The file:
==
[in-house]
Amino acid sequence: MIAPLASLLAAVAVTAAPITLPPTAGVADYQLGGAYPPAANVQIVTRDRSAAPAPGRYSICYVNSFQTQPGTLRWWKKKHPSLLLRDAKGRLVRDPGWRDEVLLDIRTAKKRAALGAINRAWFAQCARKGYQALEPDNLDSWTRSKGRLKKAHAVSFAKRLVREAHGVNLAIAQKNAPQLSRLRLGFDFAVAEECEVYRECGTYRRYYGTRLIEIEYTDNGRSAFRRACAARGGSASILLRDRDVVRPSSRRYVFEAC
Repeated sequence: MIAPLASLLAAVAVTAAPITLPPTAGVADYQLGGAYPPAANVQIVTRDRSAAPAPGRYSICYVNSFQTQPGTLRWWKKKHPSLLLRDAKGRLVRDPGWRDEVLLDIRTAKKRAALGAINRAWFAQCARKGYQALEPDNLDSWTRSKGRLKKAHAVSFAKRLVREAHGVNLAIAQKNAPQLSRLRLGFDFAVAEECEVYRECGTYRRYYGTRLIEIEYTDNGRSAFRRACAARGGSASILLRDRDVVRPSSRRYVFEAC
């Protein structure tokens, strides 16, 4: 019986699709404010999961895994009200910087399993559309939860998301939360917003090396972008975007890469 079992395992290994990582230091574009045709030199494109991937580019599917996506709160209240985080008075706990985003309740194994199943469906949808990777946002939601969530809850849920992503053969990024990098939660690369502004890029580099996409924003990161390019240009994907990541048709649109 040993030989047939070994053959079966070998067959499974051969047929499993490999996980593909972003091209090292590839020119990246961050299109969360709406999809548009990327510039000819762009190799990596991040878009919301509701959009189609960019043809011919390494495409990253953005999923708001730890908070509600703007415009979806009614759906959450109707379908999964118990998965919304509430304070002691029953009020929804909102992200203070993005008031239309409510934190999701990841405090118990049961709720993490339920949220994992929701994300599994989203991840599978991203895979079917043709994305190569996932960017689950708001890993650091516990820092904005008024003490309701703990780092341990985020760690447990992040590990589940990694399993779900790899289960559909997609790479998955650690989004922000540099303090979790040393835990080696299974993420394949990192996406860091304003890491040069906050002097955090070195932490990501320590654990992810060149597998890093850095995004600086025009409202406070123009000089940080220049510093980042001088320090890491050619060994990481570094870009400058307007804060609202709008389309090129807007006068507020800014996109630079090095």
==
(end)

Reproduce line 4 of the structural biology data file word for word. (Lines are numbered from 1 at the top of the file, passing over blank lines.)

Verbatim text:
């Protein structure tokens, strides 16, 4: 019986699709404010999961895994009200910087399993559309939860998301939360917003090396972008975007890469 079992395992290994990582230091574009045709030199494109991937580019599917996506709160209240985080008075706990985003309740194994199943469906949808990777946002939601969530809850849920992503053969990024990098939660690369502004890029580099996409924003990161390019240009994907990541048709649109 040993030989047939070994053959079966070998067959499974051969047929499993490999996980593909972003091209090292590839020119990246961050299109969360709406999809548009990327510039000819762009190799990596991040878009919301509701959009189609960019043809011919390494495409990253953005999923708001730890908070509600703007415009979806009614759906959450109707379908999964118990998965919304509430304070002691029953009020929804909102992200203070993005008031239309409510934190999701990841405090118990049961709720993490339920949220994992929701994300599994989203991840599978991203895979079917043709994305190569996932960017689950708001890993650091516990820092904005008024003490309701703990780092341990985020760690447990992040590990589940990694399993779900790899289960559909997609790479998955650690989004922000540099303090979790040393835990080696299974993420394949990192996406860091304003890491040069906050002097955090070195932490990501320590654990992810060149597998890093850095995004600086025009409202406070123009000089940080220049510093980042001088320090890491050619060994990481570094870009400058307007804060609202709008389309090129807007006068507020800014996109630079090095």